• Maintenance costs. Whether it’s a broken faucet or an all-out flood from a broken pipe, the cost to upkeep your rental doesn’t end when a tenant’s contract begins. In fact, in New Jersey, landlords have to abide by the implied warranty of habitability, which outlines how to maintain a property so that it remains safe and livable for all occupants. But, in addition to addressing issues like structural damage, plumbing problems, and the environmental dangers of mold and asbestos that are outlined in the ordinance, you may also have to pay for any regular maintenance costs, like lawn and pool care. And, if you neglect these responsibilities, your tenants may have the right to withhold their rent, leave without notice, or even sue you.
  • Tenant issues. Unfortunately, there always seems to be issues when dealing with tenants. There’s never a guarantee they’ll pay the rent on time or in full, even when they’ve done it for years. They won’t necessarily treat the property with respect either—and not just because they’re horrible people. Anything from job loss to failing health can impede an otherwise responsible tenant from making their rent and caring for the unit. Of course, you’ll still have to pay the mortgage and maintain the property whether you’ve got money coming in or not. If a tenant deliberately causes damage to a unit that isn’t covered by their security deposit, you’ll have to come up with the funds for that too. Don’t think, however, that you can simply evict a tenant who’s causing trouble and costing you cash. The New Jersey Department of Community Affairs has strict guidelines on what constitutes grounds for an eviction and it is costly if you violate them. So, get to know these rules or a judge may rule against you in court.
  • Concentration risk. Contrary to the popular notion that holding rentals creates diversification in your real estate portfolio, owning rental property can actually do the opposite. By holding onto one or more properties for long periods of time, you’re concentrating your assets and increasing your long-term exposure to risk. If the neighborhood gets devalued because of crime or poor schools, your property’s value could fall and take any future returns with it. In addition, if the measures you take to protect your investment property don’t cover your losses when a disaster, like Hurricane Sandy, strikes, you could lose your tenants, your income, and your property. Putting all of your time, attention, and money into one asset just isn’t a good idea—not if you want to reduce your risks.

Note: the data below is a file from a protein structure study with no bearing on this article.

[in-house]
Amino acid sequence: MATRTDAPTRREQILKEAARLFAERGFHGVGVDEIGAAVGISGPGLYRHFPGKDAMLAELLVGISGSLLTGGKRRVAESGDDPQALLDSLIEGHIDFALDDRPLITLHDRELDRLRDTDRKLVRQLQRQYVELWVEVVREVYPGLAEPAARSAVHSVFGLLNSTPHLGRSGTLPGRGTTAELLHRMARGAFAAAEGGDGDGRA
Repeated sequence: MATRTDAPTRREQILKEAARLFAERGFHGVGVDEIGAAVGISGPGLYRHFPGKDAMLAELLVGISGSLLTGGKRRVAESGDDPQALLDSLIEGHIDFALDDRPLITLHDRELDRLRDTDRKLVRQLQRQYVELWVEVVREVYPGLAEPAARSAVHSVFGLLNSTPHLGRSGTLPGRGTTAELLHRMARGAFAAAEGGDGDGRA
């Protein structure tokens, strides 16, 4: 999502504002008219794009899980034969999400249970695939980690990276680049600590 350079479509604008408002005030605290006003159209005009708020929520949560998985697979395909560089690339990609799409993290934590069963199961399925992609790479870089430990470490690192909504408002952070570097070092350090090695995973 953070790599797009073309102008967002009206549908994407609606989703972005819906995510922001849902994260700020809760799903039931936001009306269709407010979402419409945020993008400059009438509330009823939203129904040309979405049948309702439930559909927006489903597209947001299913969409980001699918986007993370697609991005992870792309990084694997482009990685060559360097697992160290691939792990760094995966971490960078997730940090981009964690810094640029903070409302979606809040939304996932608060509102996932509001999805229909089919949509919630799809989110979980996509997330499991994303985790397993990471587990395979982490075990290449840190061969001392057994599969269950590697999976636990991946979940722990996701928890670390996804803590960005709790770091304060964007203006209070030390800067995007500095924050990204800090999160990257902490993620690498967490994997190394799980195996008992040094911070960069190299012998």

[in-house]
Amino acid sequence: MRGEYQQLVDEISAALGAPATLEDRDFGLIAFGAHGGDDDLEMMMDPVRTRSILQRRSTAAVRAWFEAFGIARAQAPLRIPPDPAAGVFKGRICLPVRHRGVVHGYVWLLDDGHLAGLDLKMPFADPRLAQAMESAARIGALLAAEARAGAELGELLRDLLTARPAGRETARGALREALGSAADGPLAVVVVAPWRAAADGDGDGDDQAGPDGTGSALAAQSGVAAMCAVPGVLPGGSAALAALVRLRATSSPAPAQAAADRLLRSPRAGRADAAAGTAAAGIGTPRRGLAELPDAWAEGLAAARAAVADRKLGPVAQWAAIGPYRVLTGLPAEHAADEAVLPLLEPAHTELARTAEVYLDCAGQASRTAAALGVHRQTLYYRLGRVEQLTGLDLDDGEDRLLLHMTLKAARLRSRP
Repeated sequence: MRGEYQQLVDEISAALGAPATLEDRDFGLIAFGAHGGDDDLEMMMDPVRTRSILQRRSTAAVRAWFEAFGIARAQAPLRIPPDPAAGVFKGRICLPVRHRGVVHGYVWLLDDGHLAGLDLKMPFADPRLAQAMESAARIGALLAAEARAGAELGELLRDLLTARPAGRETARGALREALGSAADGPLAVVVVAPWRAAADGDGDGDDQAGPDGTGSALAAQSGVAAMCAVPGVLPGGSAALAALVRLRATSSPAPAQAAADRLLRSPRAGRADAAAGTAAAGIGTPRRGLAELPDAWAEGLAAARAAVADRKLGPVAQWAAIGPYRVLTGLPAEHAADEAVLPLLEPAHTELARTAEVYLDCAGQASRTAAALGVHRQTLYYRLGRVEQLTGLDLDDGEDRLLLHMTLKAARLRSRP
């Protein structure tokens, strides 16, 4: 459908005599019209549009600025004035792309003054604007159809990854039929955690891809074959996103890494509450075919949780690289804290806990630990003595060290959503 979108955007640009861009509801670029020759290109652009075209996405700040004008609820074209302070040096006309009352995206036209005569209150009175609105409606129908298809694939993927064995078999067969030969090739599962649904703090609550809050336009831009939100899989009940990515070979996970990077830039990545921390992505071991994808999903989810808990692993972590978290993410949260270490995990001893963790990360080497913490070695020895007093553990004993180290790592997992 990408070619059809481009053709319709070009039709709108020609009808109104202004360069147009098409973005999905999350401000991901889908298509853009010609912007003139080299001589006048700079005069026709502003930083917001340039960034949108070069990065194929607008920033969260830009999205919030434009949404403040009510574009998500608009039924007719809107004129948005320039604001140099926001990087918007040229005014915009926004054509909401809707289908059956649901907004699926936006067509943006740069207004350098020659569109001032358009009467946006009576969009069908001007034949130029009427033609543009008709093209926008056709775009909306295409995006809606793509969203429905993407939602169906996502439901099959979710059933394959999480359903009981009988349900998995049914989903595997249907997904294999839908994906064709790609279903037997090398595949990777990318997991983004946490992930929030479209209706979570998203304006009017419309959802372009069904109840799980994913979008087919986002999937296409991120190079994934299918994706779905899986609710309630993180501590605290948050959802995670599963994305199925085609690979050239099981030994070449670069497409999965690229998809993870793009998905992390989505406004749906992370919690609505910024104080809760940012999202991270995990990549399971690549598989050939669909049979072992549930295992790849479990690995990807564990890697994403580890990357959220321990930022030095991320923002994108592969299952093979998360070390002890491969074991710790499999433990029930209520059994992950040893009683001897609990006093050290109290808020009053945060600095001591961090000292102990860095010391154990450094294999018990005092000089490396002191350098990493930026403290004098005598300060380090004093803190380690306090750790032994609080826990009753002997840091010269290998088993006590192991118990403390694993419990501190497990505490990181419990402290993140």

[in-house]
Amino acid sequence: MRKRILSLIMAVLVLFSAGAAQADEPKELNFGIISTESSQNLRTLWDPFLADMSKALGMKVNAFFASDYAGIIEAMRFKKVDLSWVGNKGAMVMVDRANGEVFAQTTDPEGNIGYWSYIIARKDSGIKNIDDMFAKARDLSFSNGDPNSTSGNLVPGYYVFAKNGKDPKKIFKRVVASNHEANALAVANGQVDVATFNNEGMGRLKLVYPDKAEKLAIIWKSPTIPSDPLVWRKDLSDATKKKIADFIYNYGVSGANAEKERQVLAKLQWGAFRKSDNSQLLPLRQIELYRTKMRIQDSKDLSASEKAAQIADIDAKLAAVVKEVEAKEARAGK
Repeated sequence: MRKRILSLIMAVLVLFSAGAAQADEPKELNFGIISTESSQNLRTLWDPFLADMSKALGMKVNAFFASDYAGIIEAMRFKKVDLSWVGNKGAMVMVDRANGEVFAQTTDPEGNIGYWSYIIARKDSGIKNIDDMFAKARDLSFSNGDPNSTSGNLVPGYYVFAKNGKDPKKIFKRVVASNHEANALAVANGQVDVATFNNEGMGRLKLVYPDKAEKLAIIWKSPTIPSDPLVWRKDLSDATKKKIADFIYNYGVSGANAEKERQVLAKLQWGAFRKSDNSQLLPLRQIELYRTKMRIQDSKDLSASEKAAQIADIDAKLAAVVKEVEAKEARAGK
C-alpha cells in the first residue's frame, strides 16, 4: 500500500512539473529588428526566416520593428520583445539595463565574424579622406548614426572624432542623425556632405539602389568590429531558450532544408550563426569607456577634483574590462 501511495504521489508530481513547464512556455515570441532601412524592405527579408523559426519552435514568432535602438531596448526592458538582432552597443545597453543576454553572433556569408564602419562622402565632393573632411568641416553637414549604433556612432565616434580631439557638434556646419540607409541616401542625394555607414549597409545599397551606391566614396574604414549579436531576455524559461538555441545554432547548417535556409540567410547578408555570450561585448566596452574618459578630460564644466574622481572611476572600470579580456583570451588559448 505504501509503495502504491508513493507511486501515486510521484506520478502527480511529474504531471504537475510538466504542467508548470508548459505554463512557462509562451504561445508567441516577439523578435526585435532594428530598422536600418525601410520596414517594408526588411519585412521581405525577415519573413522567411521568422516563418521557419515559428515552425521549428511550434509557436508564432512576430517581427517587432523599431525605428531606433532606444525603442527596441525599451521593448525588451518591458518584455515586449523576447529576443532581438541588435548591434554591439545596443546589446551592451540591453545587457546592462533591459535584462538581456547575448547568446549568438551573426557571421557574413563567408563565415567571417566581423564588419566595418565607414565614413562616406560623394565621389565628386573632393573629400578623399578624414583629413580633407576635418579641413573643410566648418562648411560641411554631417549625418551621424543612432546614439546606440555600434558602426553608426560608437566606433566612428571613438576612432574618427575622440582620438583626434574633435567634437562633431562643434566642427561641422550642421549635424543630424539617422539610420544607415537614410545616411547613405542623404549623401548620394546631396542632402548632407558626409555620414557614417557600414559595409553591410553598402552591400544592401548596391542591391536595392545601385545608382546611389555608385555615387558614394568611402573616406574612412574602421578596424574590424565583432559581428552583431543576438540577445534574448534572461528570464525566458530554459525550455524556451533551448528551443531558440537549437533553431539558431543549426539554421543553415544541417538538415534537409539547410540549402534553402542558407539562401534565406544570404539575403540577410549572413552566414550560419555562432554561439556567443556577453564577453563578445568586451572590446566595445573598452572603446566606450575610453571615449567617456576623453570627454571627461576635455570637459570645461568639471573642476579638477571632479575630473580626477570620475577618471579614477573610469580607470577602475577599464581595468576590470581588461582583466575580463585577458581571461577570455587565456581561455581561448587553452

The cons of holding rentals weigh a little heavier than the pros on my scale, which is why I purchase single-family homes with the intent to renovate and resell. The hassles of being a landlord don’t appeal to me. But, what I like even less is tying up potential returns that could be used to invest in other properties. And, as it stands, I’m in and out of rehabs anywhere from three to nine months—which is not uncommon. So, worrying about selling during some unknown future market condition is never on my radar. But, having a great team at my side that helps me execute my real estate investment strategy is.

A Better Way to Execute the Best Investment Strategy

Building a network of more experienced investors you can call upon for advice, and getting a mentor who can steer you away from potential investing pitfalls, is as invaluable an investment as just about anything else. Because, no matter what investment strategy you ultimately choose, the best way to ensure you execute it effectively is to surround yourself with support you can reliably lean on. As an independently owned and operated HomeVestors® franchisee, I have that support in the form of a regional network of other franchisees and my own personal Development Agent. Without them, I might have become an unhappy investor, like Lawrence, dealing with issues that bruised my patience as much as it did my bottom line. With them, I perfected my niche of buying, renovating, and selling houses for profit and built a professional real estate investment business that keeps me, well, investing.

If you’re looking for a better investment strategy and the best way to execute it, then heed my advice. Contact HomeVestors about becoming a part of the team today.

 

Each franchise office is independently owned and operated.